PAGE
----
Illinois General Assembly Adjournment Leaves Print Industry in Limbo
Wednesday, June 21, 2017
Press release from the issuing company
By Bill Gibson
The legislative road in Illinois has certainly had its ups and downs in the last General Assembly, and our fight to reinstate the Graphics Arts Sales Tax Exemption and the Manufacturers Purchase Credit continues.
The Great Lakes Graphics Association along with the Illinois Press Association and the Illinois Manufacturers Association are building a solid case to bring back these critical tax incentives that the printing industry once had in Illinois. We are recognized in both the Senate and the House, and our position has been heard loud and clear as exemplified by inclusion in all budget-related bills heard on both floors.
The Illinois printing industry has been affected by the crippling loss of the sales tax exemption and manufacturers purchase credit ever since both expired in August 2014. According to a May 2017 survey of GLGA members, since 2014 more than $46.6 million in graphics arts equipment purchases have been put on hold and 204 print-related jobs have not created because of the loss of the tax incentives.
The Illinois General Assembly ended its regular session on May 31, marking a third year without a complete state budget. Republican Governor Bruce Rauner and the Democratic majority of the Illinois General Assembly remain in disagreement regarding the fiscal future of the state and the best way to solve the budget impasse. Meanwhile, Illinois has had its credit rating downgraded to one step above “junk” status and has amassed more than $14 billion in unpaid bills. As of adjournment day, the Illinois General Assembly plans to remain in continuous session throughout the summer and has committed to continue budget and other negotiations with the governor. After May 31, any budget or immediate legislation will require a 3/5 majority to pass, thus requiring both Republican and Democrat votes for a deal to happen.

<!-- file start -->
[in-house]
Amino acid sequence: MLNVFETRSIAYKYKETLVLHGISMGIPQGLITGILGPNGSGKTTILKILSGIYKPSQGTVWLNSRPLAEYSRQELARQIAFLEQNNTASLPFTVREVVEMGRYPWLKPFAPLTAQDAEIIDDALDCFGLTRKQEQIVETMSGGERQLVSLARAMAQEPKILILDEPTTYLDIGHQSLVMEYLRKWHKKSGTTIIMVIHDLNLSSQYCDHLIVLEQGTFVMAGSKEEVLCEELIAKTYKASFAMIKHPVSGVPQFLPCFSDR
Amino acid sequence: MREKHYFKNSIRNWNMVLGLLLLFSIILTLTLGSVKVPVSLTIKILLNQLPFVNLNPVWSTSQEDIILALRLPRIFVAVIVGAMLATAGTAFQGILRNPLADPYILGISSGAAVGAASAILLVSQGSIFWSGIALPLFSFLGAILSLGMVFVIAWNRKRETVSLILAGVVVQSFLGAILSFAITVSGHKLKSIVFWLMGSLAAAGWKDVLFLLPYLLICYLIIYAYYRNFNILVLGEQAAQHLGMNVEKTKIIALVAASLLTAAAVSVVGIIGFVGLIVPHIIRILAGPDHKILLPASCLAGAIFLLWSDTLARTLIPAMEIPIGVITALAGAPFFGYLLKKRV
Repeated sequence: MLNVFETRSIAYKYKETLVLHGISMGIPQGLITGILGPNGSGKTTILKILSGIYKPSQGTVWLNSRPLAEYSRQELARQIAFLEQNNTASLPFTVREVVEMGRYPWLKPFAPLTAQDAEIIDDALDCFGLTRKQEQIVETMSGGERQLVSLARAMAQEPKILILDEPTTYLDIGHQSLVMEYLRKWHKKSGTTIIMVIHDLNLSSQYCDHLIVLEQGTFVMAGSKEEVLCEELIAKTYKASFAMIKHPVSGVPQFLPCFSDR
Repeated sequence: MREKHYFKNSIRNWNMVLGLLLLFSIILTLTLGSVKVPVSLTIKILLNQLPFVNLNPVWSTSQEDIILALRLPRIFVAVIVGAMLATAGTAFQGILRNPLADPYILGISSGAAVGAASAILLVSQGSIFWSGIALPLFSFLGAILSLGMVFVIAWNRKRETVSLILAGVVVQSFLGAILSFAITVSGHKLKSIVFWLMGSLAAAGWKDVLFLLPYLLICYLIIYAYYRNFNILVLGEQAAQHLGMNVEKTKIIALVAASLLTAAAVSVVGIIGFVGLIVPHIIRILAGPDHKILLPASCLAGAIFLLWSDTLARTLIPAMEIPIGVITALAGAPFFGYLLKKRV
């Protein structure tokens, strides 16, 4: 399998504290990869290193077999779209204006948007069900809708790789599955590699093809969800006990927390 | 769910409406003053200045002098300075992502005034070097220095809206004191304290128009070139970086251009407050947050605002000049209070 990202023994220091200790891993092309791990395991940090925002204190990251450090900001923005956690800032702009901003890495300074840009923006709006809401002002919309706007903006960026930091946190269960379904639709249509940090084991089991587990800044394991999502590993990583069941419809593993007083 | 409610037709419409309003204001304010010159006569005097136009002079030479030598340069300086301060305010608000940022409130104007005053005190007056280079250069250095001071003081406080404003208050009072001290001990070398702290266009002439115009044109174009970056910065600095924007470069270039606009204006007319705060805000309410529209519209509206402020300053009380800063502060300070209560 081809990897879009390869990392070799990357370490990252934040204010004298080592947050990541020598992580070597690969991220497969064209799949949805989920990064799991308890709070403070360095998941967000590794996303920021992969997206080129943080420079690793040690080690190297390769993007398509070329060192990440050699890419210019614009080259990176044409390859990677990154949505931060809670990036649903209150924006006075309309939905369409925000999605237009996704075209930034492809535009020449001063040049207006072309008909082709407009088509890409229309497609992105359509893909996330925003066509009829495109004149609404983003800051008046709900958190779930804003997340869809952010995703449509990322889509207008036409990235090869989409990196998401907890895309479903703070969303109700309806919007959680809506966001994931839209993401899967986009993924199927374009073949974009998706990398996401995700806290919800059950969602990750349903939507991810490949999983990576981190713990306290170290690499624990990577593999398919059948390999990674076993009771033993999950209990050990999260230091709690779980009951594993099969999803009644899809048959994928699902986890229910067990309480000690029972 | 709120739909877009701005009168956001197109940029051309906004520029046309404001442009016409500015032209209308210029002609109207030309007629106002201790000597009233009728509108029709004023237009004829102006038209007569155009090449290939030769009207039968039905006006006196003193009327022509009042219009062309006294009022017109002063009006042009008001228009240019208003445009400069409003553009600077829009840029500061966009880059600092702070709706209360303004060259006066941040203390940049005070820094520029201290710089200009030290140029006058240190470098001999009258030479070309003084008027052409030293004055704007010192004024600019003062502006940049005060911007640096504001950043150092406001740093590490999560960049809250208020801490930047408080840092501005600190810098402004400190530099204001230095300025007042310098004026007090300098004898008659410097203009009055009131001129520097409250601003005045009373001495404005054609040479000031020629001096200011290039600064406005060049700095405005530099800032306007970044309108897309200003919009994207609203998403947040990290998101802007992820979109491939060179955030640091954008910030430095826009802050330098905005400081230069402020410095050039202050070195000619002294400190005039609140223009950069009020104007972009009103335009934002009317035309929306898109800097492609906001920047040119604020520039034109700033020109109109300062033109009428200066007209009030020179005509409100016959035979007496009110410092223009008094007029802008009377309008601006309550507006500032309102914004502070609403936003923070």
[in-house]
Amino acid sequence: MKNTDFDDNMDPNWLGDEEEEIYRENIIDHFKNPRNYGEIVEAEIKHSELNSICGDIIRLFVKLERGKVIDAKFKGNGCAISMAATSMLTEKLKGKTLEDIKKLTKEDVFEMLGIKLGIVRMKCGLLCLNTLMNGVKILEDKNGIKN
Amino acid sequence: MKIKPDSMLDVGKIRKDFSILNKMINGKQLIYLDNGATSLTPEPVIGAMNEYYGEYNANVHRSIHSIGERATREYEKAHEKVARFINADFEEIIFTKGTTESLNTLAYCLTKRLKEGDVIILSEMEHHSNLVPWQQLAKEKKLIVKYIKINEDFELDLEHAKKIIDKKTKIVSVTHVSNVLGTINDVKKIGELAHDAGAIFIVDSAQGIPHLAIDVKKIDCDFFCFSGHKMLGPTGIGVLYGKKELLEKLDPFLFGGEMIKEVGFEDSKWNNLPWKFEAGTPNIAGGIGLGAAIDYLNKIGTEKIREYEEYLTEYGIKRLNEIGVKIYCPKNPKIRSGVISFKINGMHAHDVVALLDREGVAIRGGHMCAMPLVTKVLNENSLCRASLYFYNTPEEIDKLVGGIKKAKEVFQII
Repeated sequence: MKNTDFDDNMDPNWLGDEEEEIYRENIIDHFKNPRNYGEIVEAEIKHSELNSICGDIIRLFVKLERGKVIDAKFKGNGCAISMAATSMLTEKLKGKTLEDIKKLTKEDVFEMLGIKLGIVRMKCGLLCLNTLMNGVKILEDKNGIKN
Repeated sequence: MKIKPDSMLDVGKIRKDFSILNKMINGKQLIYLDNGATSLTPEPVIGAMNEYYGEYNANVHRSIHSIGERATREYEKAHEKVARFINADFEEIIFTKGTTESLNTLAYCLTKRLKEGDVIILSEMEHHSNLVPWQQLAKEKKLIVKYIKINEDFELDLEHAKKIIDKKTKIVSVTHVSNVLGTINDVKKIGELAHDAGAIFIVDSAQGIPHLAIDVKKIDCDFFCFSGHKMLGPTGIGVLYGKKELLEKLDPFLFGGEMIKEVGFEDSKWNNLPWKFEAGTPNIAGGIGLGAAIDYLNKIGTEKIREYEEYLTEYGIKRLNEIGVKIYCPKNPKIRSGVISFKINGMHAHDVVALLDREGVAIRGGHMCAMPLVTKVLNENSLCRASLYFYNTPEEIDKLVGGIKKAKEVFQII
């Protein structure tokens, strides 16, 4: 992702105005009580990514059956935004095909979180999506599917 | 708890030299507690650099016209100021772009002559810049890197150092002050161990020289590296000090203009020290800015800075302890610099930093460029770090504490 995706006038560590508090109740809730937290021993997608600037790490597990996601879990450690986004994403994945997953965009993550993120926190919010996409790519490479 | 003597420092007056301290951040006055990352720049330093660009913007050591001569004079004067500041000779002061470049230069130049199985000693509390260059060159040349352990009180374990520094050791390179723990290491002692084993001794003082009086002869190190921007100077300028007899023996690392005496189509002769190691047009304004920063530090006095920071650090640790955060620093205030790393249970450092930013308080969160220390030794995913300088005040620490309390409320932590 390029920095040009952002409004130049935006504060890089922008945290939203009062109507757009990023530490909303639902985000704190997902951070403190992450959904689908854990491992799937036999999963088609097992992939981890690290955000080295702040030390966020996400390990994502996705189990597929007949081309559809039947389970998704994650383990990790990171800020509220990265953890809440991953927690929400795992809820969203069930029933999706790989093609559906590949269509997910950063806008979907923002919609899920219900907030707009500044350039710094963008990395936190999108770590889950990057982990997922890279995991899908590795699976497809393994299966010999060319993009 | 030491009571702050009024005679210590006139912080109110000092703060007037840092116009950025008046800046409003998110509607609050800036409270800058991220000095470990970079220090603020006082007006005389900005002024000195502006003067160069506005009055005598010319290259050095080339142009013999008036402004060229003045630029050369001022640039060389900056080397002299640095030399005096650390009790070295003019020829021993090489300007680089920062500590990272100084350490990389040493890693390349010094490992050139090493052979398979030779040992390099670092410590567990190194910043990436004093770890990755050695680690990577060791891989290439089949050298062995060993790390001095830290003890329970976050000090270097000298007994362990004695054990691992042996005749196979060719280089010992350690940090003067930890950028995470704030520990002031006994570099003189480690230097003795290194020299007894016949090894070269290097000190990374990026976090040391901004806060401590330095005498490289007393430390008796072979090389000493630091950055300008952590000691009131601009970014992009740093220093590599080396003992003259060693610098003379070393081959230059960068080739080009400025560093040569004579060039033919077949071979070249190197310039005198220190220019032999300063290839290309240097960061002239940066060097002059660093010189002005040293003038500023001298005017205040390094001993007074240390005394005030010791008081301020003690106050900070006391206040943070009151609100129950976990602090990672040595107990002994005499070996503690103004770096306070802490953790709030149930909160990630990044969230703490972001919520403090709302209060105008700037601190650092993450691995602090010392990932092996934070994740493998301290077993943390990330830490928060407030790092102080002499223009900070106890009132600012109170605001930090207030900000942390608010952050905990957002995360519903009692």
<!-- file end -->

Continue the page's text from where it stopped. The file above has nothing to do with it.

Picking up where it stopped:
Given the budget impasse and disagreement over key reforms, the legislative environment has been very difficult to navigate. Legislators remain sensitive to budgetary and revenue issues, making them reluctant to reinstate tax credits such as the graphic arts credit (due to current revenues being insufficient to cover the state’s current spending). The likelihood of passing a standalone graphic arts credit bill is very small. This is because leadership in the Illinois General Assembly prefers to keep business incentives such as the graphic arts exemption as parts of larger revenue deals in order to entice members to vote for the bill and get their members invested in the larger package.